"In the summer of 1977 there was deep concern over the threat to IMCO of possible unilateral U.S. actions," Gray was quoted in a company magazine called Exxon Marine. "But when the . . . conference was over, there was a . . . sense that the U.S. initiatives had been an opportunity seized by IMCO and a challenge admirably met."
For 11 years after that, the issue lay dormant. Then the Exxon Valdez hit Bligh Reef, and the public got interested in tanker safety again.
The industry and the Coast Guard immediately recognized the warning signs of another drive for double bottoms.
By midMay of this year, Coast Guard Commandant Paul Yost was repeating to Congress the old industry scaretalk that had been repudiated in study after study: Water flooding into a punctured double bottom might sink the ship, Yost said at a hearing, or petroleum fumes might leak into the void and blow it up.
In midJune, the American Petroleum Institute released a position paper claiming that mid1970s studies had "concluded that doublebottom construction is a liability in salvaging a vessel."
But when the Daily News asked to see the studies, API was unable to come up with a single one that found such problems with double bottoms. One study that API said supported its position didn't even discuss salvageability, and, in fact, concluded that double bottoms would reduce oil pollution from grounded tank barges.
Why do the industry and the Coast Guard keep saying things about double bottoms that, so far at least, are not supported by any evidence?
It could be plain, oldfashioned lying, of course, but McKenzie, the 40year Exxon tanker veteran, thinks not.
"In these huge corporations, it's been my experience that occasionally they make the worst mistake you can make, and that is to believe some of the stuff you put out to the press," he said.
Will the latest effort to require double bottoms on oil tankers turn out any differently than the earlier ones?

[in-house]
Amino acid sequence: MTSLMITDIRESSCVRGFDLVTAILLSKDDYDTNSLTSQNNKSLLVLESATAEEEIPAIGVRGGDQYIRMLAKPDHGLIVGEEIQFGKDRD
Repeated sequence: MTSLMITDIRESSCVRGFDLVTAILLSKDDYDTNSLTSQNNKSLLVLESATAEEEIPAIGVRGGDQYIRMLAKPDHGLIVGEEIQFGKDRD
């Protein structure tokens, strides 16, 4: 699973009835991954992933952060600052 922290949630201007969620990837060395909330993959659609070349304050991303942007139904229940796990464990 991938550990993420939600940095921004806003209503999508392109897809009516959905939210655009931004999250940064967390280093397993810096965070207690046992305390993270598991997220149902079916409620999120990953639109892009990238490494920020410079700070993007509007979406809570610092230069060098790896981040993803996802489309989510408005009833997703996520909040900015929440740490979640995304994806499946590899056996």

Only time will tell. The Coast Guard has called for yet another study, although the facts have changed very little.
Congress still seems inclined to posture in favor of double bottoms, but ultimately to pass the issue along with an ample supply of loopholes to the Coast Guard.
In August, the U.S. Senate passed a bill that directs the secretary of transportation to require double bottoms and double hulls on new tankers, unless he finds that doing so "will not enhance oil tanker navigation safety . . . or that an equal or greater benefit to such oil tanker navigation safety will be achieved by other structural requirements."
Already, of course, Yost and the industry are arguing that double bottoms may not enhance tanker safety, and "other structural requirements" are being proposed as possible alternatives.
Alaska Congressman Don Young, according to aide Lee Forsgren, thinks the Coast Guard should study bladders as an alternative.
"Bladdertype liners" for a tanker's tanks, Forsgren explained.
"It's very strong neoprene that would give with a puncture," Forsgren said. "We're assuming that the rock wouldn't tear the liner."
Dick Tweedie, the Coast Guard officer who did the Exxon Valdez doublebottoms analysis, says that isn't a safe assumption.
"All you have to do is look at the bottom of the Exxon Valdez and see all the jagged steel and so forth, and you kind of wonder how a neoprene jacket wouldn't have been damaged so that the oil wouldn't have been lost," Tweedie said.
Young himself was too busy to discuss tanker safety, Forsgren said.
Sens. Frank Murkowski and Ted Stevens placed their faith, and their votes, in the Senate bill that passed in August.
"I think the jury's still out on mandatory double bottoms for all tankers," Murkowski said in an interview. "The current language would require double hulls in Prince William Sound, so I felt our interest was responsibly included in that regard."
Stevens says he favors double bottoms, but feels the U.S. needs a plan that will be accepted internationally.
While Congress could require double bottoms outright, Stevens favors the approach in the Senate bill: directing the transportation secretary to study double bottoms and require them unless he finds good reasons not to.
"There's a better chance the international group will accept those conclusions than they would a political fiat on double bottoms," Stevens said.